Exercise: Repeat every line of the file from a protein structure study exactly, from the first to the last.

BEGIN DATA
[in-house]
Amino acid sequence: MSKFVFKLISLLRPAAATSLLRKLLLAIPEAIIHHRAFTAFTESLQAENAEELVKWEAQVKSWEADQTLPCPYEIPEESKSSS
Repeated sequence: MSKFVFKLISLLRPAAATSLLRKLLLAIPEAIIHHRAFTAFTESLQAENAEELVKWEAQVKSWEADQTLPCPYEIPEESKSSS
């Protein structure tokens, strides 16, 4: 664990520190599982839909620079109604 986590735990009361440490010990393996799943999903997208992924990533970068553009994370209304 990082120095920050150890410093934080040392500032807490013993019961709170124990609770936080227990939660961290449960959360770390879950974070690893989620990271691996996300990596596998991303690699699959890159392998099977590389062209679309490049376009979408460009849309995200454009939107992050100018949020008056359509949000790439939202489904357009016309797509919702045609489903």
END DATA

[in-house]
Amino acid sequence: MSKFVFKLISLLRPAAATSLLRKLLLAIPEAIIHHRAFTAFTESLQAENAEELVKWEAQVKSWEADQTLPCPYEIPEESKSSS
Repeated sequence: MSKFVFKLISLLRPAAATSLLRKLLLAIPEAIIHHRAFTAFTESLQAENAEELVKWEAQVKSWEADQTLPCPYEIPEESKSSS
């Protein structure tokens, strides 16, 4: 664990520190599982839909620079109604 986590735990009361440490010990393996799943999903997208992924990533970068553009994370209304 990082120095920050150890410093934080040392500032807490013993019961709170124990609770936080227990939660961290449960959360770390879950974070690893989620990271691996996300990596596998991303690699699959890159392998099977590389062209679309490049376009979408460009849309995200454009939107992050100018949020008056359509949000790439939202489904357009016309797509919702045609489903």